The line-up for Helvetica at South by Southwest this year became its own joke. It's a documentary about a font; what better place for its debut than an audience of computer nerds (for SXSW Interactive) who dig visual design and film nerds (for SXSW Film) needing a break from torrents of either earnestness or blood? But you don't have to be a nerd to like Helvetica -- well, scratch that; you do, a little bit, but you are, so it's okay. And frankly, by the standards of film-festival documentary (which can often be wrenchingly grim or navel-gazingly narcissistic), Helvetica's the feel-good, high-concept movie of the year.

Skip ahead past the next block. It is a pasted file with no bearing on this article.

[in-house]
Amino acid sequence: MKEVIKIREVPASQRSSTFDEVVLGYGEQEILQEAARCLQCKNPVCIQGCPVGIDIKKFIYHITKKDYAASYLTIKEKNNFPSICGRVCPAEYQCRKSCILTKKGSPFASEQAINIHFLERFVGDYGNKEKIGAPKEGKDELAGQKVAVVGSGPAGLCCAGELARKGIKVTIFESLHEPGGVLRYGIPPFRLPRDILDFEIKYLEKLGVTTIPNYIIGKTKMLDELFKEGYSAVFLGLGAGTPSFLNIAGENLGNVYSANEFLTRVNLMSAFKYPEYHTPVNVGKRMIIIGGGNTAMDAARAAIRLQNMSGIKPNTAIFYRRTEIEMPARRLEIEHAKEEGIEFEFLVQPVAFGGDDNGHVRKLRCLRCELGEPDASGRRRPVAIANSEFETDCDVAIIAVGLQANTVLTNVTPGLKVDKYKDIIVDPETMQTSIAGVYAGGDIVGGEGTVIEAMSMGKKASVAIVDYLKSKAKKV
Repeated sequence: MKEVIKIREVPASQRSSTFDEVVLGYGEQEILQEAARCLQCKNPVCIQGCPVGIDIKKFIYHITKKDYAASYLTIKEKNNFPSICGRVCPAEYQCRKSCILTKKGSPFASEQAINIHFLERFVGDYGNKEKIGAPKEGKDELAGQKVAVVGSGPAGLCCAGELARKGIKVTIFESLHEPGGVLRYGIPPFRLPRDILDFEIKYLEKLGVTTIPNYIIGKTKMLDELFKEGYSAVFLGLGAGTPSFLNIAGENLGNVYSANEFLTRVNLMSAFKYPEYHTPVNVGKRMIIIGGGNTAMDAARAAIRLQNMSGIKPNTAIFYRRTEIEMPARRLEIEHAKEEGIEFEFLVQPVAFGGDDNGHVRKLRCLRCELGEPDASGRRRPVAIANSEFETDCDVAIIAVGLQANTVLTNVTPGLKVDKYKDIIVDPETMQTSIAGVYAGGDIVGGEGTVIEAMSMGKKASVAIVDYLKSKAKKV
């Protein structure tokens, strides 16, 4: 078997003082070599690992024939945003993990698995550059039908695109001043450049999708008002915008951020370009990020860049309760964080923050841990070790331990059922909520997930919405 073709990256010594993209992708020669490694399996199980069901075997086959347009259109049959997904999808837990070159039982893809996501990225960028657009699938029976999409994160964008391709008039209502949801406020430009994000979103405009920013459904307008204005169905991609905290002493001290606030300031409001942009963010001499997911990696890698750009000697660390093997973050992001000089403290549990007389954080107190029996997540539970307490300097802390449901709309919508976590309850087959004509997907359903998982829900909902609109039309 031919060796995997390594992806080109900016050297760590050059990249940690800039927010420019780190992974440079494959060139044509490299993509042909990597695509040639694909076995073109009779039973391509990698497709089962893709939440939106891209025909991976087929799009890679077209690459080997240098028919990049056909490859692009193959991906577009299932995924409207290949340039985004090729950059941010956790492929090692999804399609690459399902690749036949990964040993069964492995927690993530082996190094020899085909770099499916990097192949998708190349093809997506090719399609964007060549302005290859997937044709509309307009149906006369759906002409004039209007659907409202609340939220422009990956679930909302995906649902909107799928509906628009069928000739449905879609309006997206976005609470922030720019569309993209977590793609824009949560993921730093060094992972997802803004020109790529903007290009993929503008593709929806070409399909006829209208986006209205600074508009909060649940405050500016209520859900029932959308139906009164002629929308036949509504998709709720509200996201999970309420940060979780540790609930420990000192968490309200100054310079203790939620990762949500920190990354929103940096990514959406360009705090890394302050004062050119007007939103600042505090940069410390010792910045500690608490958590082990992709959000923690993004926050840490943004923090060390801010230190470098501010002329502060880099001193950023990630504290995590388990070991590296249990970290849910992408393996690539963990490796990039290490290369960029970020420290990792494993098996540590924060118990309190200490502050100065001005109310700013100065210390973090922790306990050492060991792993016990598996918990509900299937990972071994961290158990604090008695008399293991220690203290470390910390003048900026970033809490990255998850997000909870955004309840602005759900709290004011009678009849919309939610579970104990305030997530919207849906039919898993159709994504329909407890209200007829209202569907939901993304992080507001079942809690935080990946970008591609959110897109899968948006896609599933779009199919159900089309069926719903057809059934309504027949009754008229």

Written and directed by Gary Hustwit, Helvetica seems like a pretty narrow-focus idea; but, then again, you could also argue that one of the best things documentary film can do is go from the micro to the macro -- looking at one story to see where it connects with all stories. And with Helvetica, thanks to Hustwit's clean lines of narrative and intellectually playful style, we get a great look at the universality of Helvetica as a typeface and how, after it was unveiled in 1957 and hailed as a miracle of modernism, it became the unofficial font of official activities. Hustwit's camera noses through a variety of urban landscapes and shows you just how omnipresent Helvetica is -- traffic signs, logos, official notices, storefronts.